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Using the six pillars of inclusion to shape an impactful inclusion campaign

The six pillars of inclusion are the model we use at Inclusive Employers to shape the advice and support we offer to the organisations we work with; it also forms the framework for the Inclusive Employers Standard, our inclusion accreditation tool.

These pillars are interconnected and together form a strong foundation for best practice, future-proofed inclusion approaches.

To illustrate this model in real life we spoke to East Midlands Railway (EMR), who were awarded a silver accreditation in the Inclusive Employers Standard in 2022, about how they used the six pillars of inclusion to shape their extremely successful Period Dignity Project.

East Midlands Railway’s Period Dignity Project

The period dignity scheme aimed to improve the employee experience, by offering free period products at any staffed EMR location. This would create a more inclusive workplace for menstruating colleagues, by giving them access to products essential for their comfort and wellbeing.

In addition to this, the customer-facing ‘Package for Sandy’ campaign aimed to improve the customer and employee experience by offering free period products for anyone who was ‘caught short’ while visiting one of their stations and to consciously reduce the barriers faced by employees and customers to accessing period products.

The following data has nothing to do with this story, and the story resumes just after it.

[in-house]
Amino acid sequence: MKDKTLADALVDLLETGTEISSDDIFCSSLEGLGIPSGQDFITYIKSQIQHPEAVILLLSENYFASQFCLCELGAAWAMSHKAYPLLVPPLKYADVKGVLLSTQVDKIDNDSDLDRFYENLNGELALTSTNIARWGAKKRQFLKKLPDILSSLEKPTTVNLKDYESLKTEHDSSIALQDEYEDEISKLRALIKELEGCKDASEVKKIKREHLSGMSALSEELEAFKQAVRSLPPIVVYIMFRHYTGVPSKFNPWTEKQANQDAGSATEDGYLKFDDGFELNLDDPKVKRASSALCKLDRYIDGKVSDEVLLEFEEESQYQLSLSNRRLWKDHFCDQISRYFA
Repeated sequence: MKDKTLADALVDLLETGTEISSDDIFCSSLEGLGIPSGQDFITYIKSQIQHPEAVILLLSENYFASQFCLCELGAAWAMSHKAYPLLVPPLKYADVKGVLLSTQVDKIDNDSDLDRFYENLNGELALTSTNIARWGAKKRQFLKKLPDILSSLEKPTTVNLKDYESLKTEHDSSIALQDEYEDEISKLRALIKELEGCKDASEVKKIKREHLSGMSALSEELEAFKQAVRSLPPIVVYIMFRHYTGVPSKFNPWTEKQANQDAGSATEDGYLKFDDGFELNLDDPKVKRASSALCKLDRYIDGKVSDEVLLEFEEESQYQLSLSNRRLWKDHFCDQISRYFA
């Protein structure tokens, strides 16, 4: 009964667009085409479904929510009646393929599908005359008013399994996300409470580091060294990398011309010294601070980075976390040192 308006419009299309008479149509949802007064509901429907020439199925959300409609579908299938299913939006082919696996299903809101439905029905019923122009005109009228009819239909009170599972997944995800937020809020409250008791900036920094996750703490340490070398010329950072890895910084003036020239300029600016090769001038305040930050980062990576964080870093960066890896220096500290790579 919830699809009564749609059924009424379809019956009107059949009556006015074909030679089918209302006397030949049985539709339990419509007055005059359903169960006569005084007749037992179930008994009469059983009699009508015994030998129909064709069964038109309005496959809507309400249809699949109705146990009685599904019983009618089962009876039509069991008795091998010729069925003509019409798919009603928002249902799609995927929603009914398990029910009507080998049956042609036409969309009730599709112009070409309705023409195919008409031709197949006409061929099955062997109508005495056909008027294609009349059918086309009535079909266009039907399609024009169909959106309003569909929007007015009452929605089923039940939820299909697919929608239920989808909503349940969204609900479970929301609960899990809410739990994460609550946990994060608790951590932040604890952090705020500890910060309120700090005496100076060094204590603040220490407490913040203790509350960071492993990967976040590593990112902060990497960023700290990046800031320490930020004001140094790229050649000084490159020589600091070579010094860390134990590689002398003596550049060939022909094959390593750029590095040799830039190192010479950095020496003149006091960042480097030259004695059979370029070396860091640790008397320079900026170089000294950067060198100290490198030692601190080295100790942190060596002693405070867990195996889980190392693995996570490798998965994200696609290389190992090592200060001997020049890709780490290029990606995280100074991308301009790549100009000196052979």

The phrase ‘Package for Sandy’ was taken from a national inclusion campaign for free period products, to allow discretion for customers who may feel uncomfortable openly asking for period products. Customers just need to use the code phrase ‘Package for Sandy’ at a supervisors’ office and they will receive a discreet package containing sustainable, ethically sourced TOTM period care products completely for free.

The project has the six pillars of inclusion in its DNA. This blog showcases how each pillar is embedded in the project and how using the six pillars as the foundation for any inclusion project can help you to build strong, sustainable inclusive approaches in your organisation.

Pillar 1: Engage – How employee engagement methods were used to inform the campaign

The initial idea for a period dignity campaign was put forward as an employee suggestion through Balance, the EMR women’s employee network group.

Data around employee numbers and toilet facilities at stations, depots, and offices was used to launch the scheme for staff at all staffed EMR locations. After the successful launch of the staff scheme, data around passenger numbers was reviewed to pilot a similar customer scheme.

Derby station was highlighted as it was a larger hub station and central to the EMR network. Twelve envelopes of period care products were stored in the supervisor’s office at Derby station and posters were used to launch the trial. Following the launch, the trial was extended to a further 7 key locations, with future plans to extend the campaign to on board trains by 2024. The scheme was promoted through posters and social media channels.